I am writing to you nearly a decade on from where you are now, aged thirty-one, and in a mental hospital, your life, once again, having fallen apart. I know you hurt so much right now and feel so completely alone, so desperate, and so lost.
I remember how much you cried that day you arrived. Sitting alone on the floor in the dark, tears streaming down your face and wailing loudly as the deep, self-torturing pain was released.
Although you don’t know it now, this will be one of the best experiences of your life. You will surrender so completely to the pain, give up all control and allow yourself for the first time, to be vulnerable and supported by others.
This is an extract of a letter I wrote to my younger self at a challenging part of my life, sharing some wisdom from where I am now, in a place of improved mental wellbeing. Mental illness affects approximately one in four of us, and for many people, it can devastate their life and the lives of those around them. It has impacted me deeply throughout my life and continues to be something I focus on daily and something I am passionate about raising awareness for.
If you read my previous blog, you’ll know that I look at health on a scale, which has illness at one end and fitness, or wellness at the other. I am so glad that there are many incredible services to support people with mental illness. I experienced first-hand the care and compassion from incredible people who supported me. Mental illness is also becoming far less taboo, thanks to the work of many great charities and initiatives, such as Mind, This Can Happen and Rethink Mental Illness.
However, if Covid-19 has shown us something, it is that mental wellness, not just illness needs to be considered too. Many people have now felt the effects first-hand of a slide down the mental health scale as isolation takes its toll. I am a firm believer that we should do everything in our power to help ourselves and help others to maintain and improve our and their mental wellbeing.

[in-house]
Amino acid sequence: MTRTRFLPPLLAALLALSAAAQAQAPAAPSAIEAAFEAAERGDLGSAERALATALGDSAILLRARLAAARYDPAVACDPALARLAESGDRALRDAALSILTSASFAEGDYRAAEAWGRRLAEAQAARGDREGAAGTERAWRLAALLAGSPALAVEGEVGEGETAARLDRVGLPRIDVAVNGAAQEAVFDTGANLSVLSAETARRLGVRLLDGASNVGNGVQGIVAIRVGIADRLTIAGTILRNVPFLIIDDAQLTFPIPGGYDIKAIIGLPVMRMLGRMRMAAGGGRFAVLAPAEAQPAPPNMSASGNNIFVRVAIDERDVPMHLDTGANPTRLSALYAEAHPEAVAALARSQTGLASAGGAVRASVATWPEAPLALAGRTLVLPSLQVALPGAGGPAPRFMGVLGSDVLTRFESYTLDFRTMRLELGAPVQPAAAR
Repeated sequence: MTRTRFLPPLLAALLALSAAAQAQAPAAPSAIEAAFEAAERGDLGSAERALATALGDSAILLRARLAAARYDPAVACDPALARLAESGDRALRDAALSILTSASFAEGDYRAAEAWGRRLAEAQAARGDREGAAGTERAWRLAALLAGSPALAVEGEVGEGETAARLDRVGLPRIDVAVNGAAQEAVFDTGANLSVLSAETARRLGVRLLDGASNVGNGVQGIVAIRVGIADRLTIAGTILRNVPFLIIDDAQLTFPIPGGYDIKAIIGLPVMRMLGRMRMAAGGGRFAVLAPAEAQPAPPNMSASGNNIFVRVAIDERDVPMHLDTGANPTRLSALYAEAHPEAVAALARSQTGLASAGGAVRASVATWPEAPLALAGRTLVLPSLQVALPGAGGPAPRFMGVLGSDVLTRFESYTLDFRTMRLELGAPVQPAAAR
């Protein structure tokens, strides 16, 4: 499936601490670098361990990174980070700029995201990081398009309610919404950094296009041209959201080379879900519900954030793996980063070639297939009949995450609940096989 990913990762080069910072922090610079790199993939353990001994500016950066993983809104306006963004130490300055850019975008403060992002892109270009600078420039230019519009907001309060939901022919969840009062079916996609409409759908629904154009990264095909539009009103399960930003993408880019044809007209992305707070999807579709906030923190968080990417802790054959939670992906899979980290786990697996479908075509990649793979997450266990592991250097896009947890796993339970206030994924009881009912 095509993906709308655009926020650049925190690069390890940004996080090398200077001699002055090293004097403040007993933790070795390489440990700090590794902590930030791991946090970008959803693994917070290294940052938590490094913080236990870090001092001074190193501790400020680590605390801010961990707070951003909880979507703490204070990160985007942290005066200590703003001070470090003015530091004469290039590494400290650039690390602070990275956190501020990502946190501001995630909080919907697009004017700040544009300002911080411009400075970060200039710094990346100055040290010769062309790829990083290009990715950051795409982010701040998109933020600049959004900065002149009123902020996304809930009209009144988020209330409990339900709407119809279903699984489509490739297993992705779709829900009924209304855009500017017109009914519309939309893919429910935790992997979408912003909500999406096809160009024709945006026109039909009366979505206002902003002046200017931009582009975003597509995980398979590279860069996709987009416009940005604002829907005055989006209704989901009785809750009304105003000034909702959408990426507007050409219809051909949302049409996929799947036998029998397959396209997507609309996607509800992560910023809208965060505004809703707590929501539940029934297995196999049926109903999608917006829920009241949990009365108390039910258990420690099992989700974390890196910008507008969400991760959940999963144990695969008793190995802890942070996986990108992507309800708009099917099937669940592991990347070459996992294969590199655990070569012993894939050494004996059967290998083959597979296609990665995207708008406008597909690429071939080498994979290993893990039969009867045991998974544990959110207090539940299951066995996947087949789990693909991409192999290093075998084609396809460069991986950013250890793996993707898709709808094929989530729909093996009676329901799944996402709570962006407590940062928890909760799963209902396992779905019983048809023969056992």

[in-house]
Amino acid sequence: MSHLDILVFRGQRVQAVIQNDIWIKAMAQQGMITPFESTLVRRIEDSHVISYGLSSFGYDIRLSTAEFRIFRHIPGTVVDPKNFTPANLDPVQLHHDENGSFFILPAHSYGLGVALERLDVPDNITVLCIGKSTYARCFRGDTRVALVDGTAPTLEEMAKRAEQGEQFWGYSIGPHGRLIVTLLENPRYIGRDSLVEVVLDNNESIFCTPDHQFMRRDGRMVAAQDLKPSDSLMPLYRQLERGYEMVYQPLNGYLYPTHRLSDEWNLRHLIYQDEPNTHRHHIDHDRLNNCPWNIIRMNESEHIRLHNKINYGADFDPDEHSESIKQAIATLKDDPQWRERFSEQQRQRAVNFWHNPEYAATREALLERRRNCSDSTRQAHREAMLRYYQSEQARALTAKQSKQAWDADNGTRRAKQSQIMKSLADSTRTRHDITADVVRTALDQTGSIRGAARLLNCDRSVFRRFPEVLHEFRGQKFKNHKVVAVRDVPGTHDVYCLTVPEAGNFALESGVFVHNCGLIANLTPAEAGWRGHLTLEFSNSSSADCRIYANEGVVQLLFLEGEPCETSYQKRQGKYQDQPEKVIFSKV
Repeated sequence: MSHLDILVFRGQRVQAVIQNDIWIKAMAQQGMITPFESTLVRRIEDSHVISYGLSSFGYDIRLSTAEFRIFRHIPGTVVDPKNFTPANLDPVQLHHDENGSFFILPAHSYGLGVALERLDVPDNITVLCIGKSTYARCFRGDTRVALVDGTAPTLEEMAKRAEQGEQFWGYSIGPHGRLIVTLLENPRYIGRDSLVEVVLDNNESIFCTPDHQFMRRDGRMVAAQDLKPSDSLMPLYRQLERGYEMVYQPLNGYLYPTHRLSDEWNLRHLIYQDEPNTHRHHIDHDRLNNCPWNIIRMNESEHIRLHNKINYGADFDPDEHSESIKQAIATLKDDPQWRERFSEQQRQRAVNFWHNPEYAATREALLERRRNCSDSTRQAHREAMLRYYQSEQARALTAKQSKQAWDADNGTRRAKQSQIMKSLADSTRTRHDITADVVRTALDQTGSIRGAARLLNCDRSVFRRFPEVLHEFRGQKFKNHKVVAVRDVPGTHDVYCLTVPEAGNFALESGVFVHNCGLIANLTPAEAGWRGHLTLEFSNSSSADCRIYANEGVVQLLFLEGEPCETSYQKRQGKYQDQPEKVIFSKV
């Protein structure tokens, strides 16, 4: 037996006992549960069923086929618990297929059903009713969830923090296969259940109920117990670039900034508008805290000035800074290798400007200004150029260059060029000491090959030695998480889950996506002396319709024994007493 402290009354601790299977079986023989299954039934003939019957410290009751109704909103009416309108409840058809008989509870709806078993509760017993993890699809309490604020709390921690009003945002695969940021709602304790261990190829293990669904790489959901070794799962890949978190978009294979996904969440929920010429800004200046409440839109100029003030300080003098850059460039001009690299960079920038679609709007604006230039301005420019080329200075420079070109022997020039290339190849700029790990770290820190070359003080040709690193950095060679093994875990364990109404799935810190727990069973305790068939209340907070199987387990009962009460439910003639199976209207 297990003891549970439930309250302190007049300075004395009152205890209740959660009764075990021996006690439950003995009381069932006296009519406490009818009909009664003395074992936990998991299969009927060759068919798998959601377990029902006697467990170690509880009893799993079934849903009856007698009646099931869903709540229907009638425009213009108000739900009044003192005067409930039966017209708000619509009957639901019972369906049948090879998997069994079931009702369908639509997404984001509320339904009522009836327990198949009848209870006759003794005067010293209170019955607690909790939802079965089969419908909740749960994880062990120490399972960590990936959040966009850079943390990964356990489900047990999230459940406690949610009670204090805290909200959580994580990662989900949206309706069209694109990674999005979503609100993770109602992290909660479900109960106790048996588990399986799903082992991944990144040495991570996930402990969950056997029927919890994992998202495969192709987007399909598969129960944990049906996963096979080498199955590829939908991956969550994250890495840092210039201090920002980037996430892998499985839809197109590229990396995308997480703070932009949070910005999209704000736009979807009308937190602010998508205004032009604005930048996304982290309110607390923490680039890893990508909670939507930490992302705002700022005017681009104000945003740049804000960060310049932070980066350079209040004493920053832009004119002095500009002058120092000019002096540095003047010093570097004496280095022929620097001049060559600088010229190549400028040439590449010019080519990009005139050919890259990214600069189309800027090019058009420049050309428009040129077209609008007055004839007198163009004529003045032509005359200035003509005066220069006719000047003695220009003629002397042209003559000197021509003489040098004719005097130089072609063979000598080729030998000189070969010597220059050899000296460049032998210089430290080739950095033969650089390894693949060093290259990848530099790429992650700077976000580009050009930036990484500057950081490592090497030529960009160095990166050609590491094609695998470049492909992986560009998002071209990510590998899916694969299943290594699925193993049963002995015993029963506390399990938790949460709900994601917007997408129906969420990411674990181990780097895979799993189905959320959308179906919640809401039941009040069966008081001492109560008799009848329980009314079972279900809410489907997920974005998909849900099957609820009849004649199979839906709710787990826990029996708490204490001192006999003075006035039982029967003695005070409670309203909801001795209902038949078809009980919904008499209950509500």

Being a sufferer of depression, I know how important it is to do the things that help my mental state. For me, these things include meditation and yoga, but it has also included more challenging things like forgiving myself, asking others for help, even for small things, and choosing to smile, breath and drop my shoulders down when I’m feeling tense with anxiety.
Whatever helps your mental wellbeing, give it to yourself. Sliding down that scale can be a challenging and painful journey, and prevention is usually much easier than cure! So, be nice to yourself, in the ways that work for you.
Extend a hand
I also know how those seemingly small kindnesses from friends and strangers have reached me in those darker hours. Sometimes, it is that smile, that phone call, that “I’m here for you” is all that is needed to help. It helped me to carry on when all seemed lost.
I am certainly no expert when it comes to the myriad of diseases that can affect a person mentally, but I do know that compassion and love are essential in helping. Whether curable or incurable, being compassionate to those who are suffering with a mental illness can help to support and maybe even calm or lift those who are experiencing pain. We don’t have to be experts in the illness itself to recognise that compassion, instead of judgement or alienation, are desirable.
We also don’t have to wait until someone is at the illness end of the scale before we take action. Small changes in someone’s behaviour or their normal speech or reactions, can be indicators of a slide into struggle. This can be the important stage to extend a hand and let them know you care. It truly can make all the difference. For me, it came from my mother, even when I pushed her away the most, she never gave up and continued to offer me help, love, and compassion, even though she could not understand what it was I was going through.
Mental Health Awareness
From 18-24 May 2020, it is Mental Health Awareness Week, hosted by the Mental Health Foundation. There are many ways that you can get involved, during this week and beyond. Your involvement can help us create a world with good mental health for all, so I urge you to take action. Every action, whether at an individual level of showing loved ones you care, or at a charitable level, everything helps to make the world a better place.
If you would also like to read more about my story, and the story of 17 other courageous women, please do read our book “The Pay it Forward Series: Notes to my Younger Self, Volume 3”. We each share pivotal moments that changed our lives, and passing on hope, wisdom, knowledge, and inspiration as a reminder that even darkest moments can be seen as a guiding light.